People figured out a long time ago that they could save a 2nd column driver IC (paired with the HD44780) if they built a display that was *electrically* 2x8 even though it was *mechanically* still 1x16.
Assuming you've set up the LCD to automatically increment the cursor's position, write yourself a loop that just writes "0123456789012345..." to the display, and have it output, say, 256 characters. You'll probably find that -- around memory location 40, if I remember correctly -- you'll get a character at the 9th column on your display (i.e., the 9th column is really the 1st column of the "second line").
4 bit mode is a little more difficult, but it's definitely worth it for the pin reduction. Try to get a couple of different documents and study the initialization in 4 bit mode carefully... what they often don't make clear is that, even you power up the LCD, it is in 8 bit mode and the fancy initialization scheme you use to get it into 4 bit mode is really just a handful of 8 bit commands (where 4 bits are "don't care"), with the last 8 bit command setting the part into 4 bit mode.
If it will help you, I can send you 8051 Assembler Code to initialize and use LCD's in 4-bit mode. Just let me know....
The only thing I can can think of is make sure you're waiting the required times between the upfront initialize commands... I don't think you can check the busy flag while you are switching to the 4-bit mode.(?) And as others have mentioned, verify the character address for position #9. It may not be #8+1.
Also, once you are in 4-bit mode, remember that all Commands and Data are sent high-nibble first. Good luck. We've all been there.... - mpm
Hmm... if it worked in 8 bit mode, it probably really is electrically 1x16 (and not 2x8). My only guess as to what would cause it not to work, then, would be if during initialization something went wrong.
Yeah, that's what I meant... so as mentioned above, apparently my initial guess as to the problem was wrong.
Yes, I believe that's enough to confirm that you're really in 4 bit mode (since your characters come out correctly). Hence the only suspect left is the configuration registers you write to at start-up.
Do you have another module (different brand, but still 44780 compatible) around to test with? I used a module only than was only "roughly" 44780 compatbile -- it *only* supported 4 bit interface mode (it didn't have pins for the other 4 bits), it didn't do customer characters, but it did have a handful of little annuciators that bits that were unused in the 44780 controlled.
it looks that the problem was due to the checking of the busy flag
the loop (pseudo code) check db7 -gobackthere if still high
was simply too long,shortening it seems enough to solve the problem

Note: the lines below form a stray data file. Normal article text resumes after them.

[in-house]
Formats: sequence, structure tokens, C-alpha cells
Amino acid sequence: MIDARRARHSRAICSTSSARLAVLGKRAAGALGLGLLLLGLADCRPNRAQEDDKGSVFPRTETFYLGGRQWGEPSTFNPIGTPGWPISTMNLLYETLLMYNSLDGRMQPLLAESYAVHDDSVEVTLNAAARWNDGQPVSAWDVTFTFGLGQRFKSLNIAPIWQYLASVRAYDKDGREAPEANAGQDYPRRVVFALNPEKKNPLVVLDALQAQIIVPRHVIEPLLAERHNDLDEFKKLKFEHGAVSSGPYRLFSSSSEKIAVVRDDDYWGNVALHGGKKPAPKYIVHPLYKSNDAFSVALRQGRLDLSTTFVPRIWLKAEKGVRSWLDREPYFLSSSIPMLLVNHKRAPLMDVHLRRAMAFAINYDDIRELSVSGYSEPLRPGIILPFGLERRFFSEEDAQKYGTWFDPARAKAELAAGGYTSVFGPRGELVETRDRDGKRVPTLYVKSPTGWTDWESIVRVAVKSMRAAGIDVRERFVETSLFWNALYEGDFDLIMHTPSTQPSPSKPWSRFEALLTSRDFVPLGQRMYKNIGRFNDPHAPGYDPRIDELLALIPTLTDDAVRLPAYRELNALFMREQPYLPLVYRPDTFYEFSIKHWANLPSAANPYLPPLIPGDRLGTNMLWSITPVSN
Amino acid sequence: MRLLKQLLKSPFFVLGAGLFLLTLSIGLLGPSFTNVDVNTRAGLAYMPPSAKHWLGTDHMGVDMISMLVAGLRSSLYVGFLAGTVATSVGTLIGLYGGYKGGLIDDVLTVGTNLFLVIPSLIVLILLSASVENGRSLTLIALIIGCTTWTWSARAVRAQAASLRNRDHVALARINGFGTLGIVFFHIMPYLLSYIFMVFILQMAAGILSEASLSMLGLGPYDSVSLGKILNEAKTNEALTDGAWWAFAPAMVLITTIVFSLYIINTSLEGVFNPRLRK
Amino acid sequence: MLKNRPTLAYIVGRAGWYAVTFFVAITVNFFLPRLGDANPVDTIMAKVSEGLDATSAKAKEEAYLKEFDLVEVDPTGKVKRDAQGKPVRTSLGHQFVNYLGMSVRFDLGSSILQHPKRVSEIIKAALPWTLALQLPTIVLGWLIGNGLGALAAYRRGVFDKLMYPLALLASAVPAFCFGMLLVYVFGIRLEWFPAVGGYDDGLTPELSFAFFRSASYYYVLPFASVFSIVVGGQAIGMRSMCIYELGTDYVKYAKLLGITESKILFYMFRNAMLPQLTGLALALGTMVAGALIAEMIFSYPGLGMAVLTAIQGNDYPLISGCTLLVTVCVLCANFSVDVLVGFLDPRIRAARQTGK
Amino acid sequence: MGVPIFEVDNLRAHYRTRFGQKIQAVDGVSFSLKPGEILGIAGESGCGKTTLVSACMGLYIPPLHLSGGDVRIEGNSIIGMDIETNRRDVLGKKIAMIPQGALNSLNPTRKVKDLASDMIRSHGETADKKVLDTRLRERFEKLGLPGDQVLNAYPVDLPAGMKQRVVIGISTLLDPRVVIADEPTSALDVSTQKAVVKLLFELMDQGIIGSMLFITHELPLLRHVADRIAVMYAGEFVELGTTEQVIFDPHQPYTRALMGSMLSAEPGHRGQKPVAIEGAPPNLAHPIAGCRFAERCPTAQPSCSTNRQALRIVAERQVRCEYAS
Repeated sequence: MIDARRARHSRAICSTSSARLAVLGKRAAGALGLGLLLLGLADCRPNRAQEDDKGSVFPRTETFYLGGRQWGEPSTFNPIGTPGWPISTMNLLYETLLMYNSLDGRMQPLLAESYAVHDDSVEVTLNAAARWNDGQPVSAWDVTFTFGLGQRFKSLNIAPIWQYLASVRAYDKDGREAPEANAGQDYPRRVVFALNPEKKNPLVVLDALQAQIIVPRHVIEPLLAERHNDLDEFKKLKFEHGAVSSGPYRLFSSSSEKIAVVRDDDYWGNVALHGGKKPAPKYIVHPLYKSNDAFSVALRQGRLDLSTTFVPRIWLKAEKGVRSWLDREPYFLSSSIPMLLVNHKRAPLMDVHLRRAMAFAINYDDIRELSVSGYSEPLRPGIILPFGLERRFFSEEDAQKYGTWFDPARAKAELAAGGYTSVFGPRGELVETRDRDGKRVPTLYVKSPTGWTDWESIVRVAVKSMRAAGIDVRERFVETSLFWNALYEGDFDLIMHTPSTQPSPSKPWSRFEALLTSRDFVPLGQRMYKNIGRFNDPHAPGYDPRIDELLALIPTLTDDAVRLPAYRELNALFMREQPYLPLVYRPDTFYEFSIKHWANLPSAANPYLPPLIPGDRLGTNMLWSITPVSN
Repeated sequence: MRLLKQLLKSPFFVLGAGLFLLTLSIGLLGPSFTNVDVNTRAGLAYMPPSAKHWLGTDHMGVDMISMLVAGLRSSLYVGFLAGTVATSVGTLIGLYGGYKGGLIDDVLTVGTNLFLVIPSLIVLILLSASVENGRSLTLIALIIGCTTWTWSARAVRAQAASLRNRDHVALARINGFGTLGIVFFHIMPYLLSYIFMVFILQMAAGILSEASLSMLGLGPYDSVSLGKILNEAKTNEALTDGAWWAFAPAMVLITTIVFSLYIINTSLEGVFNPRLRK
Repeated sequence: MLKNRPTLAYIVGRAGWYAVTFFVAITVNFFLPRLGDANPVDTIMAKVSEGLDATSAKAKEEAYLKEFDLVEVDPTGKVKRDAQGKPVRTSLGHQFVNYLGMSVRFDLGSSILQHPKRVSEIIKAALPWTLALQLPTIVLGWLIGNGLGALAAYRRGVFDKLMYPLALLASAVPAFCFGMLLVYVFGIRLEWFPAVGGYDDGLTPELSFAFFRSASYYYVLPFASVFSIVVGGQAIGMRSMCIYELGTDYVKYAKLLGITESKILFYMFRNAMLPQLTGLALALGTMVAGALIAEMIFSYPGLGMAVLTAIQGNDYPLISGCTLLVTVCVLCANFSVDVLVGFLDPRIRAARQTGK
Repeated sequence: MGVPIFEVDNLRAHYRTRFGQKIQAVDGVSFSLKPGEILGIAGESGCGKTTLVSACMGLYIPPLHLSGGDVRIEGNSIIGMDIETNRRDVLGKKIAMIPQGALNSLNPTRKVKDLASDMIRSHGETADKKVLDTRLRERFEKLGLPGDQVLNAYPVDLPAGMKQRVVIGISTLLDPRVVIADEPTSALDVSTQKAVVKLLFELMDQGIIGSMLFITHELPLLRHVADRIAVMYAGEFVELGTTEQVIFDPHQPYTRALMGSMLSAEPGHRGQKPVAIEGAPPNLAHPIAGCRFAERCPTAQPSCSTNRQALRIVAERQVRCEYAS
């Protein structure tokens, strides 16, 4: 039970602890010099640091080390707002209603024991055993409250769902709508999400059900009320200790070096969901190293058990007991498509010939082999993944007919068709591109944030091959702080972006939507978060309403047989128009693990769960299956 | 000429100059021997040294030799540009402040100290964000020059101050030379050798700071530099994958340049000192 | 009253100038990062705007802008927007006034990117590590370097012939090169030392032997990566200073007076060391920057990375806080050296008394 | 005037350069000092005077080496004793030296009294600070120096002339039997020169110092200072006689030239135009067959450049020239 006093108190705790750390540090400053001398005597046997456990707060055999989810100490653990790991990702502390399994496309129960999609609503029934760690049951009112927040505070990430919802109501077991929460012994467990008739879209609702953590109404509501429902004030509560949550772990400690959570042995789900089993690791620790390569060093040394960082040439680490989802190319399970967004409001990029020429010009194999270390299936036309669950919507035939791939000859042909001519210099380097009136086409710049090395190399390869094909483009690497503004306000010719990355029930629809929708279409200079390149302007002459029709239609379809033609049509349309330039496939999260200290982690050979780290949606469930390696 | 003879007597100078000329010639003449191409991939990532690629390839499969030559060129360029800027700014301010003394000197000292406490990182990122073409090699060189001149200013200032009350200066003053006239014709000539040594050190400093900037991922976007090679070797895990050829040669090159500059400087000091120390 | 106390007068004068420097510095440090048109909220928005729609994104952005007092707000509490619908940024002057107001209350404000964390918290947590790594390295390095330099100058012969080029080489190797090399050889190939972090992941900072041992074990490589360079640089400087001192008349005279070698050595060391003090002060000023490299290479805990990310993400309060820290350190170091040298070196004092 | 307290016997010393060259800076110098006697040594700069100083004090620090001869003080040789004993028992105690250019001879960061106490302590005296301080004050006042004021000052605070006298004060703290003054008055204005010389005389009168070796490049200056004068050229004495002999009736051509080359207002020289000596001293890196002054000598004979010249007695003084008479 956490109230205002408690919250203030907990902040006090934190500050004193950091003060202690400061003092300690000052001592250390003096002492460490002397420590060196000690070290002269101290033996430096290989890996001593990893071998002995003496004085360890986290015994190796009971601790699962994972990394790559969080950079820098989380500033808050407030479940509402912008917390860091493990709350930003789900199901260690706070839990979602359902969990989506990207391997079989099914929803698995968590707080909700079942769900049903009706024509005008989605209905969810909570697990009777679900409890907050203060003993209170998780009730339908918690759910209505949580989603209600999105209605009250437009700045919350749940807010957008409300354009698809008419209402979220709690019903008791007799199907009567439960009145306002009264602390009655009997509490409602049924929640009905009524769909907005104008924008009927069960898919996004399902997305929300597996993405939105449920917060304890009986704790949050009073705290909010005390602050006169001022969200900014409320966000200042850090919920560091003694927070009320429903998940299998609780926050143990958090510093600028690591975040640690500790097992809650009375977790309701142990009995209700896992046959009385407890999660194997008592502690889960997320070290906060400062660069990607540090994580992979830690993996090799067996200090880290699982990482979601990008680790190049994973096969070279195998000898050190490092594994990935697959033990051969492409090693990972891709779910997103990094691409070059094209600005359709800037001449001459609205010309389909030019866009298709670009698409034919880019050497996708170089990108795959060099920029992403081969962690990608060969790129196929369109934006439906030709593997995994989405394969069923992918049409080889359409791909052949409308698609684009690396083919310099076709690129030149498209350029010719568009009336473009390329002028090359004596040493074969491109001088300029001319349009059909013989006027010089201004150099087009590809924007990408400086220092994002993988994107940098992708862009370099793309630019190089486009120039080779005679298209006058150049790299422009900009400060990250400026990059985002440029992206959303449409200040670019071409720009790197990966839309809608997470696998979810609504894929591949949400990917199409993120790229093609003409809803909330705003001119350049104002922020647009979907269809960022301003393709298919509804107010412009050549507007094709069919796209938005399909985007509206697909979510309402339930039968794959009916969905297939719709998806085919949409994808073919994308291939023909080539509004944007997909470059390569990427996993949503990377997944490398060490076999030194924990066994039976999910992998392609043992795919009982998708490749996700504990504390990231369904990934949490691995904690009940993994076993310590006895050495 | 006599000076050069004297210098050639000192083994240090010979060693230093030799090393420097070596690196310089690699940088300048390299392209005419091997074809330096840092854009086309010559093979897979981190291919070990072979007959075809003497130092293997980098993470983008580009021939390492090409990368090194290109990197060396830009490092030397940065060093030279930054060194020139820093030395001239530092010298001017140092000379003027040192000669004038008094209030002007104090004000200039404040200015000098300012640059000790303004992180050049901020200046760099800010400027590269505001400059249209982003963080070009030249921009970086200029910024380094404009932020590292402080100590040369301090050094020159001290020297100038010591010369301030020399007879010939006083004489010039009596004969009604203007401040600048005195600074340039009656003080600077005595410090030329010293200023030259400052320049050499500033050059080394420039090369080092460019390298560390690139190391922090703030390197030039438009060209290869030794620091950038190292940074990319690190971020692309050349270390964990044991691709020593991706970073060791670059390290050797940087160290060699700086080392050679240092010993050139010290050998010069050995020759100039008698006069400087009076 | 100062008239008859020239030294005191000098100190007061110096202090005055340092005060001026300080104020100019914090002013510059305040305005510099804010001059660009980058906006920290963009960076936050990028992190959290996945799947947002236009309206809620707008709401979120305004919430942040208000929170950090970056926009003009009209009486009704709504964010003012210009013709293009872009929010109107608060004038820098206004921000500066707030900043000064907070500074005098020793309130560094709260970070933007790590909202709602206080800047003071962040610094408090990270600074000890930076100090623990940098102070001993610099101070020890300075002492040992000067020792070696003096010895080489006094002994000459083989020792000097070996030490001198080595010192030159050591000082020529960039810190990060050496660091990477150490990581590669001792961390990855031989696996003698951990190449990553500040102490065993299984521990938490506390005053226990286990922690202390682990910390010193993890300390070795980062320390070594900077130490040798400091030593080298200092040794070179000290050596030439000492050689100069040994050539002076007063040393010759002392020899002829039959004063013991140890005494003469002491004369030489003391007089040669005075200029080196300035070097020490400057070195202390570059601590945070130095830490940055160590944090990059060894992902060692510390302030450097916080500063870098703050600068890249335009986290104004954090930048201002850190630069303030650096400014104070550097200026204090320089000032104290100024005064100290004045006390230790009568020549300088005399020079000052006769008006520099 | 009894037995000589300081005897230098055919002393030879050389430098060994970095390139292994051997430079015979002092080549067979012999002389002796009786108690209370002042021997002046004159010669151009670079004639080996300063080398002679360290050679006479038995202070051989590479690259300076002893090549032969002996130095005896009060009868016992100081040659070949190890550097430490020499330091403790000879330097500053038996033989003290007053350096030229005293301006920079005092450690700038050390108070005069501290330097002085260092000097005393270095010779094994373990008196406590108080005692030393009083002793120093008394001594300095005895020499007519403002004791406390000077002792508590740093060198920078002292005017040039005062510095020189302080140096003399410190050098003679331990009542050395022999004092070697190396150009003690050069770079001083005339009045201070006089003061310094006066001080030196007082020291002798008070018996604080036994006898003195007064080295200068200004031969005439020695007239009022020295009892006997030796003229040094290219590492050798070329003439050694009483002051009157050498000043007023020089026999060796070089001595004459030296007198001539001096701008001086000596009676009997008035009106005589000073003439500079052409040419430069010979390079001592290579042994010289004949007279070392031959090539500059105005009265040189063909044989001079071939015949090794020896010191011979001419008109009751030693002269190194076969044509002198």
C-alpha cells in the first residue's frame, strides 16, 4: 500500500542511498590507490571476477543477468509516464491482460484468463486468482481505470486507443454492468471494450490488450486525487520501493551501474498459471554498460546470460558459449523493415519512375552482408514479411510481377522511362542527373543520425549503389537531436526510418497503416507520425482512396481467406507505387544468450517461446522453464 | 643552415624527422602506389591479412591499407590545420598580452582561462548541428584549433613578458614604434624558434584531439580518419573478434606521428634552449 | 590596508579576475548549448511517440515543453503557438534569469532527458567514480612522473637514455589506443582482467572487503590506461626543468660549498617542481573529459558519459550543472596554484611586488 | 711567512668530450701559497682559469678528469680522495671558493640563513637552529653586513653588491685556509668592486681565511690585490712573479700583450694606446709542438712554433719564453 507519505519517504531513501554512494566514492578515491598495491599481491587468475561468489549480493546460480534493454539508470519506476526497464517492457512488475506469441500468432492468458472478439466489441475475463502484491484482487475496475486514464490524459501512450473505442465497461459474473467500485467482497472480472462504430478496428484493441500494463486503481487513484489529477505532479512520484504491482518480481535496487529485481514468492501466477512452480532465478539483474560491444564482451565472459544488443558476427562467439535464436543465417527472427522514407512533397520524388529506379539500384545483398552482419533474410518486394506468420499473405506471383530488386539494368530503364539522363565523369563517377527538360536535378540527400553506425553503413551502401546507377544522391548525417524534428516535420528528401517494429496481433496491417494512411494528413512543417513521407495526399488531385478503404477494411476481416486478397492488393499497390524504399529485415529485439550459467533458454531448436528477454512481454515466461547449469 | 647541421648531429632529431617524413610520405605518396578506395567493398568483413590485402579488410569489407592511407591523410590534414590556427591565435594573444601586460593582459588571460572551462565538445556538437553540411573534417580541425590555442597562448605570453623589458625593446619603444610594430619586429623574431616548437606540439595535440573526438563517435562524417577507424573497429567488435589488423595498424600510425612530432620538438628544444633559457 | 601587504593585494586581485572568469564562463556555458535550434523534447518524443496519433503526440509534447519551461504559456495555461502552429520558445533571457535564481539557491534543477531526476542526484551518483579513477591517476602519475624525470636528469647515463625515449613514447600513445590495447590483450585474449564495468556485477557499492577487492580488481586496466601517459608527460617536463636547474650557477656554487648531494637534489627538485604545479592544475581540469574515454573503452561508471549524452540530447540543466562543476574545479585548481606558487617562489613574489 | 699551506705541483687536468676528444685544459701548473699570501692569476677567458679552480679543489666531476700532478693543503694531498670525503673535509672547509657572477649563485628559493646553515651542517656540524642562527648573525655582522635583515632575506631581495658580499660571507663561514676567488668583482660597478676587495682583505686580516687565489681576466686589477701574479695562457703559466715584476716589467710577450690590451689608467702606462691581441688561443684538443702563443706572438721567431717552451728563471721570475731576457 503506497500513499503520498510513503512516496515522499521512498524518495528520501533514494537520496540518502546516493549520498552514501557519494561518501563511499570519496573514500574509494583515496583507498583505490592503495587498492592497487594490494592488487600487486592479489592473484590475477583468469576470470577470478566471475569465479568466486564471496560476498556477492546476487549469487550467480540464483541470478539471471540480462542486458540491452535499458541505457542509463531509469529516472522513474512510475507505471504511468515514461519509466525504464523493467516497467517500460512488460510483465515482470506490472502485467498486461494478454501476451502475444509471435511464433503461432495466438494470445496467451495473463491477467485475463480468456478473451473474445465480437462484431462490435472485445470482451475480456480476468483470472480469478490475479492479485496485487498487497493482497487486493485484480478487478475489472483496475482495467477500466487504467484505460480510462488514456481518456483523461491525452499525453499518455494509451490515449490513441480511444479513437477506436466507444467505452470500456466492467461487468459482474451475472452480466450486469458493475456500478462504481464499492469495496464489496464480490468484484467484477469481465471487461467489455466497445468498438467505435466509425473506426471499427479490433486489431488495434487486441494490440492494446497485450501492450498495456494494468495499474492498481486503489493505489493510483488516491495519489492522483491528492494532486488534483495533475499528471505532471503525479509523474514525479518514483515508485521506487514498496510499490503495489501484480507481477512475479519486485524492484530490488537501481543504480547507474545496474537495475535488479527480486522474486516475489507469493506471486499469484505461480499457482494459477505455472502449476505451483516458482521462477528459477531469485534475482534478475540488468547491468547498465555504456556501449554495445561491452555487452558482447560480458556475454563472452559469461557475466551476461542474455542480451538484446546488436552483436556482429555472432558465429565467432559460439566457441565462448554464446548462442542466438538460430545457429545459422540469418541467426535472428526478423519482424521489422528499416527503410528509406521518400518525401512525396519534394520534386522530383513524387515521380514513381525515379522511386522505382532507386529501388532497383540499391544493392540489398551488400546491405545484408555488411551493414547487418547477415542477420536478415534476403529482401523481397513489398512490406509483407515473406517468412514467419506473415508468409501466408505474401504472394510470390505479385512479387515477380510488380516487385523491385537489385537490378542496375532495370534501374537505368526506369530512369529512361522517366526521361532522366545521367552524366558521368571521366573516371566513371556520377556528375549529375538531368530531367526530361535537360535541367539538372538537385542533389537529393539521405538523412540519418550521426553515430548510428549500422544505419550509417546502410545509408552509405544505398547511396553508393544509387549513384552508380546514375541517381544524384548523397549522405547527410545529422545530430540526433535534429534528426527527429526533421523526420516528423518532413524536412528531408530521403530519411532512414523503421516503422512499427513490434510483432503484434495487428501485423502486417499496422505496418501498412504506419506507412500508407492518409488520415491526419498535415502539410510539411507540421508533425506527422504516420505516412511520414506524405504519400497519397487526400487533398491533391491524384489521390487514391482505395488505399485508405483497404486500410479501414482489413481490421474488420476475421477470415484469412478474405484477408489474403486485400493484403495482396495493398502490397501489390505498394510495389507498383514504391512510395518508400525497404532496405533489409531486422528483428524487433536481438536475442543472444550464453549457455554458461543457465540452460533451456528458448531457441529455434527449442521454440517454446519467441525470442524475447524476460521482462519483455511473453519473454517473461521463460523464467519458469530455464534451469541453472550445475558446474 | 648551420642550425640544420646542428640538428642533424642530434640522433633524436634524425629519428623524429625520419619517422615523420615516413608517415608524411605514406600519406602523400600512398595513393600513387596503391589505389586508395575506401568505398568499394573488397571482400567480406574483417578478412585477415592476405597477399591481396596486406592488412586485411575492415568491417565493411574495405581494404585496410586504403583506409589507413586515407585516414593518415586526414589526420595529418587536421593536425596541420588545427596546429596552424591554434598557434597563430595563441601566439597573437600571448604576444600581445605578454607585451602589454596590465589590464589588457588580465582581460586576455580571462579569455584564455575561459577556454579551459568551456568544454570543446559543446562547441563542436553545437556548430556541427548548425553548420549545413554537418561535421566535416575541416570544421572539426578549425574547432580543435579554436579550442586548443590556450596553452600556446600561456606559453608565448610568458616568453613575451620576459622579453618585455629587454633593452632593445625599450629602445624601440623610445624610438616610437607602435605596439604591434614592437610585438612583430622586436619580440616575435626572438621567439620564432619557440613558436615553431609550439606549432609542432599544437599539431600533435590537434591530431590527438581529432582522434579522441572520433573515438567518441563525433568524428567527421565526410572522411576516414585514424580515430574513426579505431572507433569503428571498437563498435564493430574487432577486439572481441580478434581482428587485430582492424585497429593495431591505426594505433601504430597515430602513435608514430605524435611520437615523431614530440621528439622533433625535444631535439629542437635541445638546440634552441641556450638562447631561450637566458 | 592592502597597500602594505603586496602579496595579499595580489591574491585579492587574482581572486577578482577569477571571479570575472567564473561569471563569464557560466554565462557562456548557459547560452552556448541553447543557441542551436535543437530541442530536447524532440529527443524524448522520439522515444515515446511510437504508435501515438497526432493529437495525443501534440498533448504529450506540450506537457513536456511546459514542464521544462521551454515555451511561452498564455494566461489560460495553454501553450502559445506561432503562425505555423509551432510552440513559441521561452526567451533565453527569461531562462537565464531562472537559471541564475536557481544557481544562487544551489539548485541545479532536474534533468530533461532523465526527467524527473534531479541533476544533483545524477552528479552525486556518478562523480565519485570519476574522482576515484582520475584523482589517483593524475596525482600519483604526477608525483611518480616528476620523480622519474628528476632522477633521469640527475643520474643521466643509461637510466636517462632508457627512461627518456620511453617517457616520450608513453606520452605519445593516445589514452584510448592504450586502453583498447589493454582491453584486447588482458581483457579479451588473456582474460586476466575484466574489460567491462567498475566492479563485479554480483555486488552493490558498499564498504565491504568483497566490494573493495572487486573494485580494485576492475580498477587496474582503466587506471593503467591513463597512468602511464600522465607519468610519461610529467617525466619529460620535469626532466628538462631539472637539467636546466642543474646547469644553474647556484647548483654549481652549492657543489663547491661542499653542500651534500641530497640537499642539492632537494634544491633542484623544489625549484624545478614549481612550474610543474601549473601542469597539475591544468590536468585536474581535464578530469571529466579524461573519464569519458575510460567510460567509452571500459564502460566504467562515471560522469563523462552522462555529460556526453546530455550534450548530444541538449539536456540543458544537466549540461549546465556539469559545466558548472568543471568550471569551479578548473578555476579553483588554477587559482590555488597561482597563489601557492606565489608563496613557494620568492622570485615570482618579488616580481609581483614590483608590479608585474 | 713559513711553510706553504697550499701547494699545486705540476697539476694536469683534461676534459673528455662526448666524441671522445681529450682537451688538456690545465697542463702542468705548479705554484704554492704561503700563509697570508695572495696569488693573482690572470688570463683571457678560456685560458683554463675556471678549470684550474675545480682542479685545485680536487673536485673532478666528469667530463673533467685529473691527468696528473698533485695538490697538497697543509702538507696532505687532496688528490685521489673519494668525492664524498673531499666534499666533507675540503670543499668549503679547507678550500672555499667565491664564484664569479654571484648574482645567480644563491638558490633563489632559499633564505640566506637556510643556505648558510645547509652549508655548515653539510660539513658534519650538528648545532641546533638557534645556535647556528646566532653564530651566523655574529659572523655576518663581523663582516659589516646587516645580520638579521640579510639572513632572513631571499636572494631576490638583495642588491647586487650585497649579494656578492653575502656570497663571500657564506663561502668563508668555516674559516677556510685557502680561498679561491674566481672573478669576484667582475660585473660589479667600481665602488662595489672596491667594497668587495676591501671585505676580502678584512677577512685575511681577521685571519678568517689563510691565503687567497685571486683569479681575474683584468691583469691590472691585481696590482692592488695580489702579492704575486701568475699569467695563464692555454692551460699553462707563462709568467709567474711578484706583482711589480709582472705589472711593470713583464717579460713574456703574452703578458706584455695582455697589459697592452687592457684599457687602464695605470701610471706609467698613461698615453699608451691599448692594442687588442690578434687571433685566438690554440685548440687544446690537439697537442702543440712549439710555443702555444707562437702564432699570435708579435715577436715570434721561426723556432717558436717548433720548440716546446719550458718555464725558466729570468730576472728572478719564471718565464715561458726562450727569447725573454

the strange thing is that checking the signal with my logic state nalyzer( a vintage 8 bit tektronix 308) it looks that once the enable pin is turned high the DB7 becames low noramlly,but because of the low depth of the machine i can suppose that in some case it misses it,eventough i used dummy pulses to trigger it in the zone most likely problematic
Thank you all again,once this Ng is very useful even for a not-so-skilled guy as i am
i assure you that i post questions only after more than 3 hours of depression about the problem
Glad you fixed it. I had a product once with a (HD44780 compatible) LCD that was working just fine when we switched to a (HD44780) Noritake VFD for a nicer look (this was an obscenely expensive piece of semiconductor inspection equipment... it had polished stainless steel sides that cost something like $4k!). It was supposed to be a drop-in replacement, but nooooo... it didn't work at all. After some debugging, it turned out my LCD code was buggy, and it was just the fact that the timing of the LCD was different than the VFD's that had let me get away with it originally. I think it was related to busy flag checking...
What you see reminds me of a bug I discovered several years ago. I do not remember exactly all the details now, but I can tell you that if you are using a PIC processor, and using the code that Microchip suggested in an ap note about driving LCD numeric displays, it may be wrong. It went something like, "enable reading status, disable reading status, read the bit" instead of "enable reading status, read the bit, disable reading status." Most of the time the first one worked, because the tri-state bus had enough capacitance to hold the correct value, but sometimes it failed, and the failure could be consistent because of other things going on. It could be influenced by the difference between 8 bit and 4 bit modes. The last time I checked, quite some time ago, but also quite some time after I reported the bug to Microchip, it was still in the ap note the same way. I wonder how many people have used their code and not caught the error. -- Yes, I think it's still there in AN587, at code lines
419-421. If this isn't the problem you're having, maybe someone else will see it and be saved some agony. ;-)